You have heard over and over again that an extraordinary resume is a critical element to landing a job in the current economic climate. This is easier said than done. Many resumes suffer from outdated language, “bullet-itis,” and overused clichés (“results-oriented, people person”). Now is the time to take a hard look at your resume to ensure that it is as great as it can be.
Your resume needs be easy to read and easy to scan quickly because recruiters and hiring managers review hundreds and hundreds of resumes.
It’s helpful to think of your resume in the context of a newspaper or magazine article. Editors employ techniques to ensure you notice and read their article. Techniques include:
- superscript fonts and multimedia components
- captivating headlines and sub-headings
- bullets and bolding
- white space
Let’s take a look at these techniques at play in the following resume.
Superscript fonts and multimedia components
Start your resume with a superscript font just as a magazine article might start with an enlarged first letter. Notice the large “M, F and L” in the name below? Notice the subtle shadowing in the font? They create a classy and elegant start to your resume.
Multimedia components are also important in a current resume because resumes are primarily read online. Hyperlinks and clickable icons are examples of multimedia opportunities. In the Microsoft Word version of this resume, clicking on the LinkedIn icon below takes you to the resume author’s LinkedIn profile.
Captivating headlines and subheadings
When deciding to read an article your brain instantly reacts to the headline. Compelling? Read on! Irrelevant or disinteresting? Ignore and move on. You want your resume to stand out! Here’s an example of a resume headline – also referred to as a tag line or a personal branding statement. The superscript is used here, too. If the recruiter or hiring manager thinks your tag line is on the mark they will surely read further!
The use of sub-headings helps to break up sections of your resume to make it easier to read and easier to digest. The section above is entitled “profile.” Other sections may be called “Experience,” “Education” and “Professional Organizations.” The use of a black bar with reverse white font helps to delineate and provides a welcome break from pure text – thus making for a more pleasing read!
Bullets and bolding
Bullets and bolding help to highlight key points while giving the reader a quick way to gauge whether they should read on. The paragraph format articulates the duties and scope of the position while the bullets call out the value and key competencies associated with the experience.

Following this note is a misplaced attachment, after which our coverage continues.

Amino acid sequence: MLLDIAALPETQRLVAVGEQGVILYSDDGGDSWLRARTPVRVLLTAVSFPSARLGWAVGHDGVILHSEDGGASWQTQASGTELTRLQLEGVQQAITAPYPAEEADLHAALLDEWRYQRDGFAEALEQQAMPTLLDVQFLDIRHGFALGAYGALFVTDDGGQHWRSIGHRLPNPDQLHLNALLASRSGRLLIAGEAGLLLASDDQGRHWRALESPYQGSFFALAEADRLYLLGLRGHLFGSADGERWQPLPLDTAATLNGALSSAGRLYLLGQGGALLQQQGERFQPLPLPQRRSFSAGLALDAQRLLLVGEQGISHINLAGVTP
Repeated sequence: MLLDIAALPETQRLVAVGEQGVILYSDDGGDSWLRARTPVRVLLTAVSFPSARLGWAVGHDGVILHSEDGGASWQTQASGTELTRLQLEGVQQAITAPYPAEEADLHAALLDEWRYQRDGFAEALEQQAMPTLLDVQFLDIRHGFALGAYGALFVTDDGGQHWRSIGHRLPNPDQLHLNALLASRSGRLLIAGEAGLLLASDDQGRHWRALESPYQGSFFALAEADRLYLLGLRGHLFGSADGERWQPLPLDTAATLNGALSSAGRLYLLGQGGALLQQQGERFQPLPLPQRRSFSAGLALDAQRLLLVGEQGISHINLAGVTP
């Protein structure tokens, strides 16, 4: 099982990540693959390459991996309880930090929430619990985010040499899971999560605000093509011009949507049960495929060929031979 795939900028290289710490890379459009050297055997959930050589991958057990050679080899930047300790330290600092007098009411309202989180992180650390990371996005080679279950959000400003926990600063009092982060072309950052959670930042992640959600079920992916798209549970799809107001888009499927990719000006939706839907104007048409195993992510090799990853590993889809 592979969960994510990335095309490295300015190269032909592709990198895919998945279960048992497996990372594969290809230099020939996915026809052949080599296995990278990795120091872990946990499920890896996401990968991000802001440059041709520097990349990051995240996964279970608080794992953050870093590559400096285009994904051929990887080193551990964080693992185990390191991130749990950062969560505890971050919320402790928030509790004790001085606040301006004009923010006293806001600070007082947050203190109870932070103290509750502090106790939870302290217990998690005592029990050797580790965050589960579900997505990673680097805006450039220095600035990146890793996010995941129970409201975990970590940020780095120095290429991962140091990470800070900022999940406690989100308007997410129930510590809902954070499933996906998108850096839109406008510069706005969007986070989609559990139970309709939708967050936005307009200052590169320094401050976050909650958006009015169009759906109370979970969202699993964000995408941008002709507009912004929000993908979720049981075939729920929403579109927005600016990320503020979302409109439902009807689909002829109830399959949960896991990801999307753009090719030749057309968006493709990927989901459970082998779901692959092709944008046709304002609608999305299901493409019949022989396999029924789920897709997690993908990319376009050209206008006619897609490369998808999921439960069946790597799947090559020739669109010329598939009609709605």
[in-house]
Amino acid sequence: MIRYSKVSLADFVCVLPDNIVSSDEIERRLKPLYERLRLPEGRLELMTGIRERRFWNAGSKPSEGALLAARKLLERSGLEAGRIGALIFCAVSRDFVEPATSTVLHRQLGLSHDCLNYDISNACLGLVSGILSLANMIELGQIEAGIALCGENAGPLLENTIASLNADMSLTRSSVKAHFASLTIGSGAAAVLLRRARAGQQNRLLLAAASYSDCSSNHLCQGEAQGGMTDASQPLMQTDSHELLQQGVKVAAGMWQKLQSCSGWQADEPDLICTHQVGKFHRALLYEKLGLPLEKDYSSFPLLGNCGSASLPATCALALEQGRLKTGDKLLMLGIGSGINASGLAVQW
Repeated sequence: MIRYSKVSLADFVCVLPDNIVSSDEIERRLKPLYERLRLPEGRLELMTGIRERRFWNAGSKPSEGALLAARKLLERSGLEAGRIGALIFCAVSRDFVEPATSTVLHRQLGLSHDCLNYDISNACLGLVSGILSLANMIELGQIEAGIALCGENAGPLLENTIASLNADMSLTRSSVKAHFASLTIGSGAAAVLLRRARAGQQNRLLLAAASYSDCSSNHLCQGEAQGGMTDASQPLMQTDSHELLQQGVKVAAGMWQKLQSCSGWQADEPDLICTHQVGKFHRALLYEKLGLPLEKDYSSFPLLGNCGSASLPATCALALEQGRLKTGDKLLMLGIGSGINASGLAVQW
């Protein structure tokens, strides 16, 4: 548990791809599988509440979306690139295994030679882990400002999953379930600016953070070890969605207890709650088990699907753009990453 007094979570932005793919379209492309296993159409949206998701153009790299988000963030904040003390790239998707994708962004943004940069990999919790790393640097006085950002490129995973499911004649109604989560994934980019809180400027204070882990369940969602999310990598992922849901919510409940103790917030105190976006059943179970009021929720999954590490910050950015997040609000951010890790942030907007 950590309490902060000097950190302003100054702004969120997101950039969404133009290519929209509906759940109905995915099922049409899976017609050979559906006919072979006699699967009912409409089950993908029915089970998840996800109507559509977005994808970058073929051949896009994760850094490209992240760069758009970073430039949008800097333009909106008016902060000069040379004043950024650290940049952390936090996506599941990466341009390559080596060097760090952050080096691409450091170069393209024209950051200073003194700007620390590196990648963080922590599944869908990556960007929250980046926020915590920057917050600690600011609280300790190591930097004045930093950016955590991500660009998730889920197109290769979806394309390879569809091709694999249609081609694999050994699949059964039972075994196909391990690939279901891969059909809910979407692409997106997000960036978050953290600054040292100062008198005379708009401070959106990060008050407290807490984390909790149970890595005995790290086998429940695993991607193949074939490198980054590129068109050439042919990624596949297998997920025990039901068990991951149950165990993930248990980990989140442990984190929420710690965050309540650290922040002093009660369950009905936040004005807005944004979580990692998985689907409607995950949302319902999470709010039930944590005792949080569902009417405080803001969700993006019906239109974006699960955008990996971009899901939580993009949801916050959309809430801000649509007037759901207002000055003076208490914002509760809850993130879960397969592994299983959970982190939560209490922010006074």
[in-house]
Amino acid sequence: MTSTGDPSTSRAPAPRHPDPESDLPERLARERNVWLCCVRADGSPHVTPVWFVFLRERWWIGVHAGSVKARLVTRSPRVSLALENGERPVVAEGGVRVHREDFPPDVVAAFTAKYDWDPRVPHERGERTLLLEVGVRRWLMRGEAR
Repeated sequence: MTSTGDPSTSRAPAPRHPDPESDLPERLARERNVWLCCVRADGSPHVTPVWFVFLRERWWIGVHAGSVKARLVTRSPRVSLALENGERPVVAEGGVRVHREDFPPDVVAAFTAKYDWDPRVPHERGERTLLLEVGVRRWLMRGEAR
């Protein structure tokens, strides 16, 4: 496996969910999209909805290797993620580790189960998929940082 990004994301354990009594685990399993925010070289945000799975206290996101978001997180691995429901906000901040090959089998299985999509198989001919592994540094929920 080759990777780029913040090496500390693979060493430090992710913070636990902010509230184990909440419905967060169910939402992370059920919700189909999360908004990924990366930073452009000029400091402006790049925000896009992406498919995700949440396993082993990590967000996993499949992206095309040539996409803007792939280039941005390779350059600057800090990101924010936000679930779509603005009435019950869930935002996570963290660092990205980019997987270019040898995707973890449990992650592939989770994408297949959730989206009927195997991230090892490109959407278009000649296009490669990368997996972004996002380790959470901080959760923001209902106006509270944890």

A generation ago resumes were limited to one page. Now that resumes are viewed online, one-page resumes are a fallacy. Writing a two or three-page resume (depending on how long the employee has been in the workforce) allows for a resume to include a generous amount of white space. Consider the analogy of decluttering your home prior to sale. This same idea works for resumes, too. Declutter. Edit. Create pleasing margins and breaks between text. The end result should be a resume that pops with all the polish and shine of a professional magazine article.
If you choose to apply these laws of resume writing, the process can and should be fun and rewarding!
If you like the format used in the sample resume highlighted in this article, you can download it here and make it your own!
What additional tips do you have to create a captivating resume? Please leave a comment below and/or send me an email.
Remember, It Only Takes ONE!
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About the Author
***Download a free copy of Matt’s 70 page eBook, The Royal Wave and Other Strategies for Career Success***
Matthew Levy is a well-rounded HR professional, career coach, keynote speaker and author with fifteen years of broad experience in both specialist (e.g., recruiting) and generalist (e.g., HR business partner) roles at blue-chip companies, including Merck, Amgen and Johnson & Johnson.
Matt is founder and President of a career coaching practice, Corner Office Career Coaching. Matt works one-on-one with professionals, executives and students providing them with customized solutions to their career challenges. As a 20-year corporate HR professional with a large network who has also successfully conducted his own effective, cutting-edge job search, he is well qualified to help others reach their career goals. His job seeker blog has received 50,000 visitors and his articles have been run by nationally recognized job search and career management websites and guides. He also regularly gives speeches on career management and job search.
Matt works full time as a Global HR Lead for Johnson & Johnson. Prior to J&J, Matt relocated his family to Southern California to take a position with Amgen, the world’s largest biotechnology company, where he led the talent acquisition function for Amgen’s commercial operations and corporate staff groups. Before Amgen, Matt spent several years at Merck, one of the largest pharmaceutical companies in the world. There, Matt held a variety of positions in both recruiting and generalist capacities.
Matt graduated cum laude with a B.S. in Business Management from Ithaca College. He is an actively engaged member of several professional organizations including the Philadelphia HR Planning Society where he is on the Board of Directors and the Greater Philadelphia Senior Executives Group.
Matt lives in Doylestown, PA with his wife, daughter and son. He jogs through the Bucks County countryside to stay fit.
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